The Kurt Cobain Game

Sui­cide is tricky. For the indi­vid­ual, it promis­es an absolute end to a cer­tain kind of tem­po­ral pain, sure — but then, just as quick­ly, it trans­fers that pain onto oth­ers. And accord­ing to its alge­bra, the mul­ti­pli­ers can be huge.

In the absence of Mr. Cobain there’s a lit­tle game I’ve played, The Kurt Cobain Game. I wrote about it for Hobart today: “Kurt Cobain Doesn’t Know Much Of Any­thing.”

Midsummer Threnody

New poem, “Mid­sum­mer Thren­ody,” in the lat­est Hawk & Whip­poor­will.

This is, more cor­rect­ly, a very old poem — writ­ten a decade ago, sub­mit­ted nine years ago, moments before H&W went on long-term hia­tus.

The hia­tus is over. And so is my old approach to poet­ry. Free verse is tol­er­a­ble, and can even be occa­sion­al­ly good, if you look at it as not poet­ry but prose — lazy prose.

It’s the sol­stice, and I know that gen­res are shift­ing their bear­ing.

Talking out loud to the net

I saw Twit­ter from near­ly the begin­ning — and cyn­i­cal­ly ignored it.* In the begin­ning, I may have had good rea­sons. At the time, I was com­plete­ly offline, amass­ing mil­lions of words in man­u­script.

Even­tu­al­ly I got on @michaelstutz, but retained my ambiva­lence.

Some­thing has recent­ly changed all that — a sure, sub­tle change in the air, that you can feel, that means this is a time for being and cre­at­ing online and shar­ing ideas. And the way Twitter’s evolved in recent years, espe­cial­ly with longer char­ac­ter counts and the addi­tion of threads, it brings new & excit­ing pos­si­bil­i­ties for writ­ing. Orig­i­nal Twit­ter, or “Old Twit­ter,” is almost entire­ly a long bor­ing stream of ‘sta­tus updates.’ Not any­more. There’s no doubt that the whole thing’s sud­den­ly com­pelling.

And now it took me no time at all to get blocked by my favorite sto­ry-thread­ing Inter­net kook — who crossed the line of dece­ny by doxxing inno­cents as part of one of his rants.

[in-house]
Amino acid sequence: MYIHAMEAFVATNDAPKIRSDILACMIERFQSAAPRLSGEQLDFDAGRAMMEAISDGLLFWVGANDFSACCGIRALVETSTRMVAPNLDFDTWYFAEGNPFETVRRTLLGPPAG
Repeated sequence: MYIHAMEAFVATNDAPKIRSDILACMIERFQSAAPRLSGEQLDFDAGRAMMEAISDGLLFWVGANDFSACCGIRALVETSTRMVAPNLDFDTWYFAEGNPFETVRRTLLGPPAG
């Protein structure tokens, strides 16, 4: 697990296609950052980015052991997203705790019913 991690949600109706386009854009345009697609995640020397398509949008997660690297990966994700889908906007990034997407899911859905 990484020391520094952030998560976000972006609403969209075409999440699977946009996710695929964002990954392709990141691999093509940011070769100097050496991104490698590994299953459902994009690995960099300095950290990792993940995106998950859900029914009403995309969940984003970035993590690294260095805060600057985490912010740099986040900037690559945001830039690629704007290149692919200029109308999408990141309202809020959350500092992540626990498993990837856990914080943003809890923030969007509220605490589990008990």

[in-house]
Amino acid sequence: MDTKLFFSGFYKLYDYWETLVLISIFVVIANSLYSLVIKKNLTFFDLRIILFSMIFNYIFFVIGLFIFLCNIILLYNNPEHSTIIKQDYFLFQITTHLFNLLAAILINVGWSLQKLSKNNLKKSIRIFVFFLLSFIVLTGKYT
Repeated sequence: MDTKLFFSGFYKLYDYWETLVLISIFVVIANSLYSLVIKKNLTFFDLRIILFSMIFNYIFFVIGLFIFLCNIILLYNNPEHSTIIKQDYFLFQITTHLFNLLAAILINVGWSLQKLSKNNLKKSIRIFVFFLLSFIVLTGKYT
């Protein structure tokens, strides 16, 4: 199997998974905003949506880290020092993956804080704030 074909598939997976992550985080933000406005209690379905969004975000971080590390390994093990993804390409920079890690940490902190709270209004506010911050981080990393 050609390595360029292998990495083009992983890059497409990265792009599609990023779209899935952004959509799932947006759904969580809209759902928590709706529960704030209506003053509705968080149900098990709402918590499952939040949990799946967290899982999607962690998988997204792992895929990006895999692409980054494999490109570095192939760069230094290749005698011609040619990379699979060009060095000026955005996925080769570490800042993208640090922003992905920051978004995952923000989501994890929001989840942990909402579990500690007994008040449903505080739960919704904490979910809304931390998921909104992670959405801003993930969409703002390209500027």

* Well, not entire­ly true. I’ve run a sta­ble of char­ac­ters, as an exper­i­ment in online fic­tion, since the begin­ning.

Looking at Florida with a Leica

Took a new dig­i­tal Leica (Huawei Mate) to Flori­da for dri­ve­bys & still shots.

It’s a smart­phone, and smart­phones are now the only kind of dig­i­tal cam­era I use — the oth­er is an old iPhone, which I use with Hip­sta­mat­ic.

The phone’s dual lens cam­era with all-man­u­al set­tings had much promise. And these images do, admit­ted­ly, get the “Leica look.” It’s also there to get shots I’d nor­mal­ly miss, because I keep the phone with me all the time.

How­ev­er, there’s still some­thing unsat­is­fy­ing to me about most dig­i­tal imagery. Look­ing at the results after­ward, I real­ize that I still pre­fer film over this. And Hip­sta­mat­ic on an old iPhone is just about the only dig­i­tal cam­era tech that can do it for me …

Instant Writing

Obsessed about a new kind of writ­ing, some­thing more inter­est­ing, and imme­di­ate, than what’s hap­pen­ing in social media or any­where else, cer­tain­ly books—and it was seen in the thrim and shim­mer of the ligh­trays and lush at a dis­co loft par­ty last night. There for a sec­ond, a mir­rored moment alone, when my ancient idea of “instant writ­ing” was haunt­ing me hard, some of it came out quick­ly in great nat­ur­al clarity—it was strong, ver­nal, and maybe the only way out that was rea­son­ably pos­si­ble.

Because look: I’ve cre­at­ed a moun­tain range of backed-up work in jour­nals and files and piles of pock­et note­books all to tran­scribe, and there’s sim­ply no way to gath­er it en masse togeth­er and orga­nize it with­out stop­ping, and time, and mean­while more—the ideas keep gush­ing forth in their fast-flow­ing froth and I know that the most like­ly way of fin­ish­ing these big leg­ends and books is maybe to write them all out in real­time just as they hap­pen, and instant­ly with fast strokes & brushthought life is trans­mut­ed to word.